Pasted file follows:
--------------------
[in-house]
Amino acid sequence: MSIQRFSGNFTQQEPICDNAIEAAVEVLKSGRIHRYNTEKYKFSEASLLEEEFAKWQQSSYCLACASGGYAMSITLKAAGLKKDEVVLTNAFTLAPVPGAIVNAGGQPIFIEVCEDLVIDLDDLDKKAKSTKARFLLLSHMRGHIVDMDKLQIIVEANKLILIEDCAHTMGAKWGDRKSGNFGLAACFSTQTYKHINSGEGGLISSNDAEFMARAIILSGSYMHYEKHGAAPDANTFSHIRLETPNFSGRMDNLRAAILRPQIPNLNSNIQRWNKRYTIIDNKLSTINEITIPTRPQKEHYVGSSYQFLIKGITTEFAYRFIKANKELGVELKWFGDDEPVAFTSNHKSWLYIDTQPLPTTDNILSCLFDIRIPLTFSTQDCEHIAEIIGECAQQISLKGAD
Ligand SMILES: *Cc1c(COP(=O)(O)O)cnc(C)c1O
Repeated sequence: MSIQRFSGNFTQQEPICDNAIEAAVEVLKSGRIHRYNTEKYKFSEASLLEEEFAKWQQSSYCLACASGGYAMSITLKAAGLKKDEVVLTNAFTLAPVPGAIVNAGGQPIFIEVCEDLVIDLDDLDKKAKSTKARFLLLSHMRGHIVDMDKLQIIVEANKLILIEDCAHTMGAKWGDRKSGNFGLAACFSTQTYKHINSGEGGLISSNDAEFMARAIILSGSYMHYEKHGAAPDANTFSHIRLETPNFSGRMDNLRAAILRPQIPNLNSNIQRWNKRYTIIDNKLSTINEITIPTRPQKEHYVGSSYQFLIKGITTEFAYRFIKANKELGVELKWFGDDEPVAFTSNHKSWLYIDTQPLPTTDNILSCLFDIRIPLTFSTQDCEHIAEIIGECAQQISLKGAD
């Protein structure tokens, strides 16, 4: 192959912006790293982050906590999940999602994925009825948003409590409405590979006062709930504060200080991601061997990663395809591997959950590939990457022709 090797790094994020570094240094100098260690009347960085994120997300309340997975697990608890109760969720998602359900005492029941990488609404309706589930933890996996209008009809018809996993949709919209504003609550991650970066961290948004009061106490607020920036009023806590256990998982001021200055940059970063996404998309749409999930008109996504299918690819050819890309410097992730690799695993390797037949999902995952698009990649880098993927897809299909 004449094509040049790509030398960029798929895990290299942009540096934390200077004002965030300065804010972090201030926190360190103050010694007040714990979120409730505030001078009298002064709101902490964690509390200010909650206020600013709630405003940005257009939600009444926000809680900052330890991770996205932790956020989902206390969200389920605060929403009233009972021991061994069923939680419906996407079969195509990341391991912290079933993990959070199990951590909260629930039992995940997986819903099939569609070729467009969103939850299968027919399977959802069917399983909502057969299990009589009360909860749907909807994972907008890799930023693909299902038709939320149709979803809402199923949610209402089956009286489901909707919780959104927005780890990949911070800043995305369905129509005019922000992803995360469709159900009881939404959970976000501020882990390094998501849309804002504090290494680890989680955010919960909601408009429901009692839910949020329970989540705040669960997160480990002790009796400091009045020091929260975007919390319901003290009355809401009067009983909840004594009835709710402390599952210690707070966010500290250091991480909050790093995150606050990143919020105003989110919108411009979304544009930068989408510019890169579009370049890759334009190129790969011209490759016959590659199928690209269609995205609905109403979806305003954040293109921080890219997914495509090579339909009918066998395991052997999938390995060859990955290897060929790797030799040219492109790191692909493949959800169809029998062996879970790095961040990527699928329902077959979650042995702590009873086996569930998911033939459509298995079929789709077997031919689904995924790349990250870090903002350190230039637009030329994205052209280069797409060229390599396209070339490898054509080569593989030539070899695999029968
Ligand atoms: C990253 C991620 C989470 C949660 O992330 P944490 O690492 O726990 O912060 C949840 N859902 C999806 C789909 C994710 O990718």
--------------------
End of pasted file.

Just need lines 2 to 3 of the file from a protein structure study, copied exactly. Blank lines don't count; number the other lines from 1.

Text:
Amino acid sequence: MSIQRFSGNFTQQEPICDNAIEAAVEVLKSGRIHRYNTEKYKFSEASLLEEEFAKWQQSSYCLACASGGYAMSITLKAAGLKKDEVVLTNAFTLAPVPGAIVNAGGQPIFIEVCEDLVIDLDDLDKKAKSTKARFLLLSHMRGHIVDMDKLQIIVEANKLILIEDCAHTMGAKWGDRKSGNFGLAACFSTQTYKHINSGEGGLISSNDAEFMARAIILSGSYMHYEKHGAAPDANTFSHIRLETPNFSGRMDNLRAAILRPQIPNLNSNIQRWNKRYTIIDNKLSTINEITIPTRPQKEHYVGSSYQFLIKGITTEFAYRFIKANKELGVELKWFGDDEPVAFTSNHKSWLYIDTQPLPTTDNILSCLFDIRIPLTFSTQDCEHIAEIIGECAQQISLKGAD
Ligand SMILES: *Cc1c(COP(=O)(O)O)cnc(C)c1O